Crab Rangoon Day
You might've had these at a Chinese restaurant. They're the deep-fried dumplings consisting of cream cheese, crab meat, and some vegetables (typically onions, scallions, or water chestnuts) encased in a wonton wrapper. I really don't think they're "authentic" Chinese food, as they contain cream cheese, so I'm guessing that it's more of an American-Chinese food. Still, they're quite popular in Chinese restaurants and they're super easy to make.
So I asked around about tortellini. I got some interesting descriptions, some of which were most definitely not suitable for this family-friendly site. The safest, best description of tortellini I got was "pasta rings stuffed with cheese." In fact, tortellini can be stuffed with meat or cheese. When stuffed with vegetables, it's tortelloni.
While there are plenty of instructions online for making fresh tortellini and Alton Brown has a recipe available, I opted to buy a pack of frozen cheese tortellini - I just don't have the time to make fresh tortellini from scratch today. Chowhound has a short thread discussing store-bought tortellini and the two big ready-made brands I'm aware of are Barilla and Buitoni. Still, I went with the storebrand because of cost and because if I like it, I'll start trying the different brands.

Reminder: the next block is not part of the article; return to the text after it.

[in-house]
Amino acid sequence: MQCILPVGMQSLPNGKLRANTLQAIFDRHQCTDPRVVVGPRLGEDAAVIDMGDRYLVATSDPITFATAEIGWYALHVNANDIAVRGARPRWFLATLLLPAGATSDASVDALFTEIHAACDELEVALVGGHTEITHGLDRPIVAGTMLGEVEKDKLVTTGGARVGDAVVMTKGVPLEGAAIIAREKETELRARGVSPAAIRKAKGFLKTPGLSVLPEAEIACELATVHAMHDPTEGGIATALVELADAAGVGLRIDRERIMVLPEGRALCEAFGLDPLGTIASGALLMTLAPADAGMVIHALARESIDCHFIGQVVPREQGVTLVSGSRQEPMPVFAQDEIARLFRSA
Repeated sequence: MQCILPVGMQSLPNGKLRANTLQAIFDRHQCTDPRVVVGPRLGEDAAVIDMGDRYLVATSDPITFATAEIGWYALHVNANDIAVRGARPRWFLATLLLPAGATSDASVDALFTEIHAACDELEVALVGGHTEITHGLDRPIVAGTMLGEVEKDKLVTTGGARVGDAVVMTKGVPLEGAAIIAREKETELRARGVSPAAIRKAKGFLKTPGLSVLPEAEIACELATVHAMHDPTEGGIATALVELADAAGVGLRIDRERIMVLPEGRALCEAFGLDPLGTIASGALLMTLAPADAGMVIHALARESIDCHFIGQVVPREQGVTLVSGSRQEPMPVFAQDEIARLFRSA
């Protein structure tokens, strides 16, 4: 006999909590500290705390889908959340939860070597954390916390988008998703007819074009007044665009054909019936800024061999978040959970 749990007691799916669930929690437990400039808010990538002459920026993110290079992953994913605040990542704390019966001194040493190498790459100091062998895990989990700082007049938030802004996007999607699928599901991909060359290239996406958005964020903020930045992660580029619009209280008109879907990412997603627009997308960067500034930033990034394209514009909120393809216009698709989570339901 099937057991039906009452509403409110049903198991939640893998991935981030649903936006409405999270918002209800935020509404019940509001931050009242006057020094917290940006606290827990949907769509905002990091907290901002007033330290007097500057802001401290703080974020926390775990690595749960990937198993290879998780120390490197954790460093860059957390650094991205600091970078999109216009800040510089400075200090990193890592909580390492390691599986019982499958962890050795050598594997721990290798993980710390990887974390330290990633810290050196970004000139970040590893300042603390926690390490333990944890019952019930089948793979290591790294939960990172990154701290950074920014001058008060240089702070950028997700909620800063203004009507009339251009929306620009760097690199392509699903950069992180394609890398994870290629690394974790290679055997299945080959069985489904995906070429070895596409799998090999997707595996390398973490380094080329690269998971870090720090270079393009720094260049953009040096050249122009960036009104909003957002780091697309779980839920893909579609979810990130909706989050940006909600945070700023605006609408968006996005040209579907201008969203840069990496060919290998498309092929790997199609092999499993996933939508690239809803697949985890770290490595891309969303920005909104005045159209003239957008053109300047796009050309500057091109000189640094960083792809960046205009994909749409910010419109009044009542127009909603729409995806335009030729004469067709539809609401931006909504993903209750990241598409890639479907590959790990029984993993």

I looked around at recipes online in an attempt at trying to decide how I'd use the tortellini. There are plenty of soup recipes that use tortellini, like this Italian Sausage Tortellini Soup. There are also plenty of salad recipes, like this Hot Tortellini Salad. You can even use tortellini to make a Mexican Pasta Salad.
Inspired by all the recipes I looked at, I created my own salad. I cooked the entire bag of frozen tortellini according to the instructions on the bag. While that was cooking, I put a bowl of fresh kale (torn into bite sized pieces) in the microwave for one minute. Then, a can of light-red beans- poured into a microwave safe bowl, of course. (I just wanted to make that clear, so that no one tries sticking a can of beans in a microwave.) I chopped up two sundried tomatoes. Then, when the pasta was done and drained, I mixed about a cup of the tortellini, 1/4 cup of the beans, the kale (probably a cup to 1.5 cups), and the tomatoes. After drizzling a little bit of the oil from the sundried tomatoes and sprinkling some crushed red pepper on top, I think I came up with a tasty tortellini salad. Hrm... I think I'll call it the (Almost) Complete Tortellini salad because it had something from 4 of the 5 food groups. Although, I could argue tomatoes are a fruit...hrm.. Well, it's a vegetarian friendly recipe, but not vegan.
Since I didn't use all the tortellini, my roommate ate some in a much simpler dish. She took some pumpkin pasta sauce that she bought at Williams-Sonoma, heated it up, and poured it over the tortellini. A little sprinkle of parmesan and her dinner was ready to go. I'm not a big fan of pumpkin, so pumpkin pasta sauce isn't really for me. I'll have to try tortellini with some of my tomato-based pasta sauce.